“Bumping caviar” increasingly popular without concern for animal cruelty

The Times reports, today, that ‘bumping caviar’ as it’s called is becoming increasingly popular and has been ‘democratised’. What they mean is that eating caviar in this way is no longer for the rich but for anybody. And this democratisation of eating caviar is thanks to the social media website TikTok. Sales are booming with more Britons than ever expected to bump the stuff.

Bumping caviar
Image: MikeB. Background image deemed to be in the public domain. Wrong? Please tell me.

What does it mean? It means putting 7 g of caviar on the back of your hand and licking it off. That’s bumping caviar. So not much is eaten which is useful because 125 g of Beluga caviar can cost up to £1100.

Despite the cost, the fad or trend of bumping caviar is growing rapidly and 360 Research Reports predicts that the market will grow by a further 40% by 2027.

The trend began, as mentioned, on TikTok last year. Influencers posted videos of themselves bumping caviar. This spread to their followers. And then tens of thousands of further videos have since been posted showing caviar being bumped.

This led to celebrities picking up on the fad with the likes of American pop star Taylor Swift and the British actress Sophie Turner bumping caviar at New York’s Temple Bar in September.

Global caviar sales are up 74% since 2020. Selfridge’s in London reports that sales are up 15% this month alone. There is growing interest from young customers thanks to social media.

Animal cruelty

The website One Green Planet tells us that the extraction of caviar is unethical, unsustainable and cruel. People don’t mind it seems.

Here are some of their words on the topic:

Eating and buying caviar promotes the exploitation of sturgeon and supports a disturbing industry that profits off dissecting eggs out of sentient beings…The methods of egg extraction are wildly inhumane. There are three main methods of egg extraction in sturgeon. While only one involves killing the animal, they are all equally bizarre and objectively inhumane.

C-section

The farmers might extract the caviar performing a C-section which means cutting into the female sturgeon to surgically remove the eggs from her body. She is then sewn up and tossed back into the farming pools to recover. The operation is performed again later when she has produced more eggs. This puts the fish at the risk of infections which can be fatal. It can damage her ovaries.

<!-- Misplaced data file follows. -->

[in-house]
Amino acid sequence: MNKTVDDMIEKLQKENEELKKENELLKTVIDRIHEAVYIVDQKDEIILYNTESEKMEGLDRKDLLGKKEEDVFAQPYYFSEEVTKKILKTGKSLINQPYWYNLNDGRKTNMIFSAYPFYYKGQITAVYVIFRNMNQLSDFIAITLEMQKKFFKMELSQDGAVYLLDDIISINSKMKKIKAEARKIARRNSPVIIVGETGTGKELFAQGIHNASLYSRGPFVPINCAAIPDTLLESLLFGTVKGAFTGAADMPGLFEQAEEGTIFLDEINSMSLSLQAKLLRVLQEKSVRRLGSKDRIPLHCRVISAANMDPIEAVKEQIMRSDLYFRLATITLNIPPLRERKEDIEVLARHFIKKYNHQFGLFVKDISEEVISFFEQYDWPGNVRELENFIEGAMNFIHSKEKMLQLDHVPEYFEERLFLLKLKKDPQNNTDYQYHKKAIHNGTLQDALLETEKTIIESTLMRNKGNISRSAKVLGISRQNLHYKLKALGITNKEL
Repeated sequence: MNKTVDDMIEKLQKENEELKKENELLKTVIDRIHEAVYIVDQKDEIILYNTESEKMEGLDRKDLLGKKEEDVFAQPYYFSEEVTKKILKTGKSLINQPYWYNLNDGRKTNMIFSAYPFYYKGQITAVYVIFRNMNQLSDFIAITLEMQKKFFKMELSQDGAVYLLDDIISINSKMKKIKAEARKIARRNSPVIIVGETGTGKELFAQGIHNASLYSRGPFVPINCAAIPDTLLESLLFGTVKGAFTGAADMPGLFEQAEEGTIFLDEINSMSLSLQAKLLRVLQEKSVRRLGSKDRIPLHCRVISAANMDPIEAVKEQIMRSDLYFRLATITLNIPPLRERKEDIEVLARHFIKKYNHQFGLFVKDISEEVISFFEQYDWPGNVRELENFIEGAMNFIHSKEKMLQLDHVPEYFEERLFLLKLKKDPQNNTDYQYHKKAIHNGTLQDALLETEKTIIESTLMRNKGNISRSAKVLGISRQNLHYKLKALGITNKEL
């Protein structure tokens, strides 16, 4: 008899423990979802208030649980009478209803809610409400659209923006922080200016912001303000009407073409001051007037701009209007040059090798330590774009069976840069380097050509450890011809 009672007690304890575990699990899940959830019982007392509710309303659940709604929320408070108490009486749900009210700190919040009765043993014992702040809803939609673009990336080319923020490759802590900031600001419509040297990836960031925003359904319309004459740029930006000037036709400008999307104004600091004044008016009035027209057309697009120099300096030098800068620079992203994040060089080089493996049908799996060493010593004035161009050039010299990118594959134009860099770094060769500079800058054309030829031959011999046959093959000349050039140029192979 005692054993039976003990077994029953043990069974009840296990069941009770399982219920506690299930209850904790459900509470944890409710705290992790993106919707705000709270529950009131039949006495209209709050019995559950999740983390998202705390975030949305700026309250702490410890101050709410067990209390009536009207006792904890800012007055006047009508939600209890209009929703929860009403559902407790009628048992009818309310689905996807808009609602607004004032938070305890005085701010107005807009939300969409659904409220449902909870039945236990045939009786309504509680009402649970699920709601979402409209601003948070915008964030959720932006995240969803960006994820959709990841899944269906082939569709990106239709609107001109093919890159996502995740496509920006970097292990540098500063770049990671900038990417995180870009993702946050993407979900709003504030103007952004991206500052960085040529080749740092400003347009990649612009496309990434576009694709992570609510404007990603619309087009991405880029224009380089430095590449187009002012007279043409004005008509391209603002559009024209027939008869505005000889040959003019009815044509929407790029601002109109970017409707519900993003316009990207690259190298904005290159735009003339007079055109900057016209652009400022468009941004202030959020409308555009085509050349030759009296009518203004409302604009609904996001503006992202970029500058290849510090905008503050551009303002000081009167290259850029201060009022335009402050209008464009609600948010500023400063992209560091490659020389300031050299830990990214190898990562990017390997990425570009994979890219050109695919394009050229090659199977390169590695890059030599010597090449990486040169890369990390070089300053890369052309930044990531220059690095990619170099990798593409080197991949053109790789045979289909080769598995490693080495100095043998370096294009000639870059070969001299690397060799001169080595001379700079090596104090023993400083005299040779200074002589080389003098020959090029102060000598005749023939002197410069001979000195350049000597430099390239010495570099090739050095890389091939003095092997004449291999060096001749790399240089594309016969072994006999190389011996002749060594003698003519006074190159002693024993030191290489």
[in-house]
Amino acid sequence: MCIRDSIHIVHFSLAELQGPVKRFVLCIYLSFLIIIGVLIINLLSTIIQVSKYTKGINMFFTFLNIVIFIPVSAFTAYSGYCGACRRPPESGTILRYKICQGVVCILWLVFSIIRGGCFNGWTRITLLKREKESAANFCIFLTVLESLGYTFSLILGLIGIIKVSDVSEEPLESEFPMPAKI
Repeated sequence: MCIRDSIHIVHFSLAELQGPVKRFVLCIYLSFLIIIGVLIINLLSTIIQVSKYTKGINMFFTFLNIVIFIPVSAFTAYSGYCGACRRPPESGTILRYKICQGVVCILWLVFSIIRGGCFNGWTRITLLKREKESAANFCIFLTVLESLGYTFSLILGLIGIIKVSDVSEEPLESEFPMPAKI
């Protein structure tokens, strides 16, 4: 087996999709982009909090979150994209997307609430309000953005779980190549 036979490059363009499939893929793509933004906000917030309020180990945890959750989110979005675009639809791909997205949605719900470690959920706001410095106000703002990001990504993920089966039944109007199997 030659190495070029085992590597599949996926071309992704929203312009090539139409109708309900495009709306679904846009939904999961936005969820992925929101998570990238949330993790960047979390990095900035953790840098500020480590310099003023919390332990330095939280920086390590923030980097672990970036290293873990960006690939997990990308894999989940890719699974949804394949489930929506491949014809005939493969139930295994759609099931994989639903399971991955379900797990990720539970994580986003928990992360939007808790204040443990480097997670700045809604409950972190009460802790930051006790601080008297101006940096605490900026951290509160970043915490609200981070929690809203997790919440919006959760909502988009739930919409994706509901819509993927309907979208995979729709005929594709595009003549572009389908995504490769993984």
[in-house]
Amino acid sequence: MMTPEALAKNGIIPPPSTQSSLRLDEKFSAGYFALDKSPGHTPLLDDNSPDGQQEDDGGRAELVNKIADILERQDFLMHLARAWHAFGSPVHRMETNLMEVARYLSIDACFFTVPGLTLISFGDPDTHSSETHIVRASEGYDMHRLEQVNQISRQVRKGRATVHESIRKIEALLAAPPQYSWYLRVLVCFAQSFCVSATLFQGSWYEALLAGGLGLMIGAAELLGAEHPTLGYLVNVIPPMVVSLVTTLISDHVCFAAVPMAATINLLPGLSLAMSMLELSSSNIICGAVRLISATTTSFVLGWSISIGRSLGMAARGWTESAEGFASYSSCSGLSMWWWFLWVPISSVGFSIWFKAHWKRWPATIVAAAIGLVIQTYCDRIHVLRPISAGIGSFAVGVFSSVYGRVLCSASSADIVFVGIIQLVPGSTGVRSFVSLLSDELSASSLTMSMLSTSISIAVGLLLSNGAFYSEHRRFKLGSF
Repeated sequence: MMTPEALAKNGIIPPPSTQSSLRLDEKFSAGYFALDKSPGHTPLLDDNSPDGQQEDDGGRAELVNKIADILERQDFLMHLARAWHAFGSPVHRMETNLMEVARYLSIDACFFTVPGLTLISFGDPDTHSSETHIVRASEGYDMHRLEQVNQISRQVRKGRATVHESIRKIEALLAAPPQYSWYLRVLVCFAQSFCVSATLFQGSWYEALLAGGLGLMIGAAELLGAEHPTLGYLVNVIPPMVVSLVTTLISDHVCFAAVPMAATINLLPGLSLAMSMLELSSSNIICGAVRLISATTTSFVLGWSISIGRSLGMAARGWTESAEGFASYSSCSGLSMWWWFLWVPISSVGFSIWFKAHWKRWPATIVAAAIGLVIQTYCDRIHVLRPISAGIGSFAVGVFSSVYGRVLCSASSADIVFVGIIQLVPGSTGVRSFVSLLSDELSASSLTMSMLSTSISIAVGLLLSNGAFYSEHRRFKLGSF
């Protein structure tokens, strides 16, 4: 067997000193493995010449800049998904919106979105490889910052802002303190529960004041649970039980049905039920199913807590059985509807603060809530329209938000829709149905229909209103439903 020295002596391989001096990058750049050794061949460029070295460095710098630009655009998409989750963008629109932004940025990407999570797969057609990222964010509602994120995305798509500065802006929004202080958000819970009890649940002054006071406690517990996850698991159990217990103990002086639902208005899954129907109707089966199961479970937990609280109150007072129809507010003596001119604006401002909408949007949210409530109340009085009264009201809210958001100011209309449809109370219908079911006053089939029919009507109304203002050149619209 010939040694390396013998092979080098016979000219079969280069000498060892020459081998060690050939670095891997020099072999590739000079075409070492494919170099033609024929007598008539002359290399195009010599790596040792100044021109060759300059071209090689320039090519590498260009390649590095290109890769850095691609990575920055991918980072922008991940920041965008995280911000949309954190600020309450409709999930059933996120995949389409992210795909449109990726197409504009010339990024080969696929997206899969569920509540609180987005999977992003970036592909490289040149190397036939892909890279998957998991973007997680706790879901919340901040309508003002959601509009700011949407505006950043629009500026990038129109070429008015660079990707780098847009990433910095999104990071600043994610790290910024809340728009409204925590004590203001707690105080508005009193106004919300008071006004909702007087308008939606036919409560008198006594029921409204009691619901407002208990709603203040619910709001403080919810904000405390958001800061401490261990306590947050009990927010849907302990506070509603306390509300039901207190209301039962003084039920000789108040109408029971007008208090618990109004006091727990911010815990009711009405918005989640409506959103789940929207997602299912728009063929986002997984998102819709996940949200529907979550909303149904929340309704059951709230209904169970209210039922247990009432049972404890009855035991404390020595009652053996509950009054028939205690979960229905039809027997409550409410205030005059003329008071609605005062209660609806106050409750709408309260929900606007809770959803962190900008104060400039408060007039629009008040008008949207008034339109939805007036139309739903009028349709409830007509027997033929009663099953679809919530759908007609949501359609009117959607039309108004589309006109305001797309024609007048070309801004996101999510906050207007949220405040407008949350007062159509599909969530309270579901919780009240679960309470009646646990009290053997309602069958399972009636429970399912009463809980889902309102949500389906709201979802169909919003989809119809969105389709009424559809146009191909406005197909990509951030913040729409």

Inducing labor

Sturgeon are given a protein to induce labor. The eggs are then massaged out of them. The farmers are happy because it allows them to “reuse the same fish to harvest roe multiple times during their expected 60–120-year lifetime. Yes, sturgeon live a very long life.

Killing them

This is the original way of obtaining eggs from a sturgeon. The fish is usually raised to around 10 years of age before they are killed for their eggs. Bearing in mind that the fish can live to up to 120 years this is cruel.

Protected

Sturgeon are listed as “Most Threatened” by the IUCN Red List.

Caviar isn’t good for you

Caviar is high in cholesterol, salt and calories. Salt raises blood pressure. Cholesterol is bad for the heart and the circulatory system. There are many products on the market to try and reduce cholesterol even drugs such as statins.

Wild sturgeon

Traditionally caviar was taken from wild sturgeon which led to overfishing and a decline in sturgeon populations worldwide. There’s been a trend towards sturgeon farming.

Some farms have been criticised for keeping the fish in crowded conditions and using poor water quality and providing inadequate nutrition. This can result in stress, disease and poor welfare for the animals.

Some farmers have tried to improve sturgeon farming husbandry such as providing larger tanks and improving water quality.

Personal viewpoint

Of course, it depends upon your personal viewpoint as to whether you think sturgeon farming and the production of caviar causes animal cruelty. Animal advocates like me would argue that it does but the farmers would have an entirely different point of view. And of course, some farmers may be doing things in a very ethical way. Notwithstanding that I think it is hard to argue that caviar farming is ethical and that there isn’t at least some underlying animal cruelty present.

Two useful tags. Click either to see the articles: Speciesism - 'them and us' | Cruelty - always shameful Note: I will donate 10 cents to an animal charity for every comment made over the next three months on pages where comments can be made.
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Post Category: Marine wildlife > fish > sturgeon